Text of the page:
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Ryder Cup results: Patrick Reed overshadows Rory McIlroy's emotional win on Saturday

At least one vulgar spectator will have to yell ugly epithets at Rory from his couch after McIlroy gets the obnoxious lout tossed from Hazeltine. That and a point from McIlroy and Thomas Pieters were the only wins for Europe on Saturday afternoon.

Rory McIlroy has fed off the hoots and catcalls aimed at him from the hostile Ryder Cup fans for two days. Not only has he returned the compliment, with his own combative glares and shouts, but he and Thomas Pieters went 2-0 in Saturday’s two sessions and posted the Europeans' only point of the afternoon.

Thanks to McIlroy, the U.S. did not shut out the Euros and Davis Love III's crew will take a 9.5-6.5 edge into Sunday's singles finale and hope to hang on. If Patrick Reed has anything to say about it, the Americans will strut and fist-pump their way to their first Ryder Cup victory since 2008 and put their 2012 meltdown at Medinah under DL3's watchful eye behind them.

The fiery Reed let it rip all day, outdoing himself on almost every hole during his and Jordan Spieth's 2&1 fourball win over Justin Rose and Henrik Stenson.

Phil Mickelson and Matt Kuchar added another point for the home squad with a 2&1 victory over Sergio Garcia, and Martin Kaymer. Lefty even busted some moves of his own after drilling a long one on No. 10, and then walked in his match-winning par putt on 18.

For Europe, though, it was all McIlroy, who teamed with Pieters to beat Brooks Koepka and Dustin Johnson, 3&1, in their fourball match — and go 3-0 in their two-day partnership. He was not, however, the only Euro heckled and harassed by the extremely partisan Minnesota crowd.

"We understand that a number of European players are continuing to hear it from a few select people out there who just don’t quite get the spirit of the event," said NBC’s Dan Hicks as most of the Saturday afternoon fourball matches were heading into the home stretch and the visitors still very much in it. "There’s been ejections but it’s been something that the European players have dealt with very well, considering the way they’ve played."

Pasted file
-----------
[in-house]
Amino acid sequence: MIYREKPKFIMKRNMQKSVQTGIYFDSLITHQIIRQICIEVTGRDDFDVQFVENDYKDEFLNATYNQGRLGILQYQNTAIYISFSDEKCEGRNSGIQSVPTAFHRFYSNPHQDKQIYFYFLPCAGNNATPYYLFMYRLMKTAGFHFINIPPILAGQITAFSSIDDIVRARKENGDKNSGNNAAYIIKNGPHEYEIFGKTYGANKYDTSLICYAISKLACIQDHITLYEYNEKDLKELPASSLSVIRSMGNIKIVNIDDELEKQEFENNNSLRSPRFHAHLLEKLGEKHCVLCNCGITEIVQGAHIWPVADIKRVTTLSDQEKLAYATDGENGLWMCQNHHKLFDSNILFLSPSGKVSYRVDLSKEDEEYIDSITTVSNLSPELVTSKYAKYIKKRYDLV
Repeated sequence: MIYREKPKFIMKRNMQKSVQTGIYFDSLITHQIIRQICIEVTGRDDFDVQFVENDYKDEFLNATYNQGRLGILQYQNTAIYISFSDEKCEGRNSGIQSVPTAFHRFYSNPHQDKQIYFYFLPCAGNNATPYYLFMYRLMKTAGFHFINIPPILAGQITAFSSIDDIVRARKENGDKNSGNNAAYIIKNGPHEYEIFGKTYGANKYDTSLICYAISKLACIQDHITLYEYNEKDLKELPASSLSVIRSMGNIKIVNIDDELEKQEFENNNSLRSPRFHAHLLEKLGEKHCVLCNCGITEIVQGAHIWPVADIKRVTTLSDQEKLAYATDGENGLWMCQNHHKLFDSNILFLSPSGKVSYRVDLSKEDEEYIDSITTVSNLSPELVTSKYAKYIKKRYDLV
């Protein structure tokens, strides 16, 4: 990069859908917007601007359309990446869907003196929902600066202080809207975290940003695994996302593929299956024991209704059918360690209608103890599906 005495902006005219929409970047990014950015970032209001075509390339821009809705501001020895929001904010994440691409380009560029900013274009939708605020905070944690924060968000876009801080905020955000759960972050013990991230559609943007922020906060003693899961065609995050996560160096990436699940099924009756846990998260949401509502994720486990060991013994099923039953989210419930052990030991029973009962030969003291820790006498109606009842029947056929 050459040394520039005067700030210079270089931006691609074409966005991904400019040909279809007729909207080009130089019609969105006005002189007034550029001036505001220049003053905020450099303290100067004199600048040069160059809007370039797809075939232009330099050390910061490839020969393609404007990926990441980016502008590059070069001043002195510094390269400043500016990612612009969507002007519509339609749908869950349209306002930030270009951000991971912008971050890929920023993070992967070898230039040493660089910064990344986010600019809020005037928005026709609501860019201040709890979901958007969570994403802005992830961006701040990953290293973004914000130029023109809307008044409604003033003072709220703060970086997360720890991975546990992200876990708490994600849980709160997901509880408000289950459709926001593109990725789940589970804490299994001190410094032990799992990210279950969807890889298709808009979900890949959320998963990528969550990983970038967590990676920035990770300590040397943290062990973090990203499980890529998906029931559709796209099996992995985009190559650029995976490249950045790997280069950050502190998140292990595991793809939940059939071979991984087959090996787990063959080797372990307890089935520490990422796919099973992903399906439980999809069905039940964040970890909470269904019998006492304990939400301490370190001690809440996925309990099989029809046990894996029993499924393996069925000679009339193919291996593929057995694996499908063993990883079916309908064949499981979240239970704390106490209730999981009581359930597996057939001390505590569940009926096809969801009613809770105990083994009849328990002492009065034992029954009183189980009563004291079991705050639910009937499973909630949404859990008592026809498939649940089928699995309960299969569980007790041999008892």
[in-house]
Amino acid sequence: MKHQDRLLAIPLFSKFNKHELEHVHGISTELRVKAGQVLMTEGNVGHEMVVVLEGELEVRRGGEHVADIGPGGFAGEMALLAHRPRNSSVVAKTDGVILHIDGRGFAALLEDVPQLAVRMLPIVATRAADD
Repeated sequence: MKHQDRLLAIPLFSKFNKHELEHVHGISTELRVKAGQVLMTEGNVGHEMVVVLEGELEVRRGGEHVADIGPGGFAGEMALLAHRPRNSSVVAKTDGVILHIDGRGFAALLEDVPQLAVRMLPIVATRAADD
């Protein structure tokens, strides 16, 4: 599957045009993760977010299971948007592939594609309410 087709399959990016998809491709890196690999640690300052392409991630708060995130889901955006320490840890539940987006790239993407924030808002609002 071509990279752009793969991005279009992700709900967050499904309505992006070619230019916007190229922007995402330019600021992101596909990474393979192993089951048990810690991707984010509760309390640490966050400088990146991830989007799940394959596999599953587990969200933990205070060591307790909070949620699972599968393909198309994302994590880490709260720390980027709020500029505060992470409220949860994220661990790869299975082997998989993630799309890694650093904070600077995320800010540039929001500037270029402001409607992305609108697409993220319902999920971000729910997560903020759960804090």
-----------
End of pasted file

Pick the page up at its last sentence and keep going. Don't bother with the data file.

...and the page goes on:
Some of the needling has been good-natured, like that of the spectators who went all Neil Diamond on Caroline Wozniacki’s ex.

But when one ignoramus yelled a particularly ugly epithet at McIlroy, the four-time major winner had heard enough and got that guy an early exit from Hazeltine.

The incident, which took the jeering of Europeans that has grown more vociferous by the hour to a new, repugnant level, occurred after the McIlroy/Pieters duo took a 2-up lead on the seventh hole of their Saturday afternoon fourball match. Johnny Miller chalked it up to many of those in the gallery being "not necessarily golf fans," but rather on-site as part of a "social phenomenon."

We would strongly disagree that doing the wave is, as Dan Hicks proclaimed, "the great part" of the Ryder Cup, and it certainly is not what "makes the Ryder Cup stand alone in sporting events," since it got its undulating start at a major league baseball game. But at least it’s a harmless way to entertain those who believe it’s still 1981.

In the other afternoon match, a shaky par putt from Lee Westwood to halve the 17th hole and stay all square with J.B. Holmes and Ryan Moore wobbled by the cup. Though poor drives from Holmes and Moore let him and Danny Willett back into the game, Westwood again missed a knee-knocker on No. 18 and the U.S. salvaged a halve.

As for those obnoxious anti-Euro imbeciles in the cheap seats: you may be proving Danny Willett's brother right about you but if you think you’re getting to McIlroy, think again.

"It [heckling] fueled me a lot. The more they shouted, the better we played," he said after a stellar day inside the ropes. "I hope they shout at us all day tomorrow."

Ball’s in your court, sports fans.